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Alchemy Tried in the FireStarkey, Boyle, and the Fate of Helmontian Chymistry$
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William R. Newman and Lawrence M. Principe

Print publication date: 2002

Print ISBN-13: 9780226577111

Published to Chicago Scholarship Online: March 2013

DOI: 10.7208/chicago/9780226577050.001.0001

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Scbolasticism, Metallukgy, and Secrecy in The Laboratony

Scbolasticism, Metallukgy, and Secrecy in The Laboratony

The Style and Origin of Starkey's Notebooks

(p.156) Four Scbolasticism, Metallukgy, and Secrecy in The Laboratony
Alchemy Tried in the Fire
University of Chicago Press

This chapter focuses on several aspects of Starkey's experimental procedure in light of the seventeenth-century context, including the training that he received before arriving in midcentury London. It accounts for the remarkable fact that Starkey established a working laboratory in London less than four months after his arrival there and that he was already turning out products of sufficient novelty to impress such collectors of arcane curiosities as Samuel Hartlib, Benjamin Worsley, Robert Boyle, and the strange Dr. Farrar, who offered him five thousand pounds for his metallurgical secrets. This chapter further turns to the interconnected issues of concealment and textual authority and shows show how the notebooks shed important new light on the issue of secrecy in transmutational alchemy. Despite Starkey's explicit reliance on textual authorities, his Scholastic method, combined with the results of his laboratory practice and his determination to make his processes better and more cost-efficient, led Starkey to a continual engagement with and correction of even his most valued textual sources.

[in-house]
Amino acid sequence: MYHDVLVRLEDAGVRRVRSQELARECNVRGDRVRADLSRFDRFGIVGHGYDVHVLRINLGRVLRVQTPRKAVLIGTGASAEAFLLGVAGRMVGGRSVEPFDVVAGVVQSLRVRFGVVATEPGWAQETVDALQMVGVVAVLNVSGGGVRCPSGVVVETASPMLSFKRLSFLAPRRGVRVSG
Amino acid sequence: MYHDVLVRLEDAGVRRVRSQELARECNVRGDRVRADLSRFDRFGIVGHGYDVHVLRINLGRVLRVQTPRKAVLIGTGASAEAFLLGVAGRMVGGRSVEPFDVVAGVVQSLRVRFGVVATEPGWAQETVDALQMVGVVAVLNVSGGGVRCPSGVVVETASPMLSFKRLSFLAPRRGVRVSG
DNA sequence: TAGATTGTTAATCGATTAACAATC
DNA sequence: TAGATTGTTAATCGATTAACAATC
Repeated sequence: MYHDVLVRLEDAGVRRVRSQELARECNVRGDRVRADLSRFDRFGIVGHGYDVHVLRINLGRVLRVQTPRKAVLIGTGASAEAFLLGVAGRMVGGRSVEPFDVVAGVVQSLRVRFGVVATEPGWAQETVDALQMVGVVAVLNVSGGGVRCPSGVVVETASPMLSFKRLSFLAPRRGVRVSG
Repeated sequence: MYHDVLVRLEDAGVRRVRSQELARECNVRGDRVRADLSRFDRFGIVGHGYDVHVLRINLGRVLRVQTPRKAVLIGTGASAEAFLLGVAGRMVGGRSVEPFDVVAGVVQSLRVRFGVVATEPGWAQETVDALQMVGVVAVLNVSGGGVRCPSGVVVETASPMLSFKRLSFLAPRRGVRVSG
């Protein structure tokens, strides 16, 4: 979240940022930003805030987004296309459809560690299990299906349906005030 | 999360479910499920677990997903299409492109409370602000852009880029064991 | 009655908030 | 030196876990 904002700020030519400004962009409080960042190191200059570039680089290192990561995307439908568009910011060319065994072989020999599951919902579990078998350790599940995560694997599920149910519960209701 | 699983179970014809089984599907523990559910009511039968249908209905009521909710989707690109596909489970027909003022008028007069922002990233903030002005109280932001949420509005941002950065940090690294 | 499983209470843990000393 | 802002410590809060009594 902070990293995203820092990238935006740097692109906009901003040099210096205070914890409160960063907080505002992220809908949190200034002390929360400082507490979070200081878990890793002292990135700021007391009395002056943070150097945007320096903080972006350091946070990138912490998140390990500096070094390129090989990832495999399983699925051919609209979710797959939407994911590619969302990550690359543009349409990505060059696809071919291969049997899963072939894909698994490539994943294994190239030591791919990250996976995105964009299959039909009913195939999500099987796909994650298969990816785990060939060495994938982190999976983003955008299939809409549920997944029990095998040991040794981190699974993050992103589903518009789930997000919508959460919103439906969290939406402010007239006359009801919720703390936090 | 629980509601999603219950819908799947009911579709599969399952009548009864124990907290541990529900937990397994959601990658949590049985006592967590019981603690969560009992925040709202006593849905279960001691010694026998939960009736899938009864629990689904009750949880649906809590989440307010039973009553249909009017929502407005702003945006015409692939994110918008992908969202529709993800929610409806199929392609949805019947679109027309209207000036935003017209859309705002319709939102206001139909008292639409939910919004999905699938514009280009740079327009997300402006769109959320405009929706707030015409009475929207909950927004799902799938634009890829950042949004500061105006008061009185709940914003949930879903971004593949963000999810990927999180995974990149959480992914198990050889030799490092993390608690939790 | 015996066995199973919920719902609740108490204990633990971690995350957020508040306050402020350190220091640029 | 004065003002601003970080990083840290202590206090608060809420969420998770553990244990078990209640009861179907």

Keywords:   Starkey, laboratory practice, metallurgy, scholasticism, alchemy

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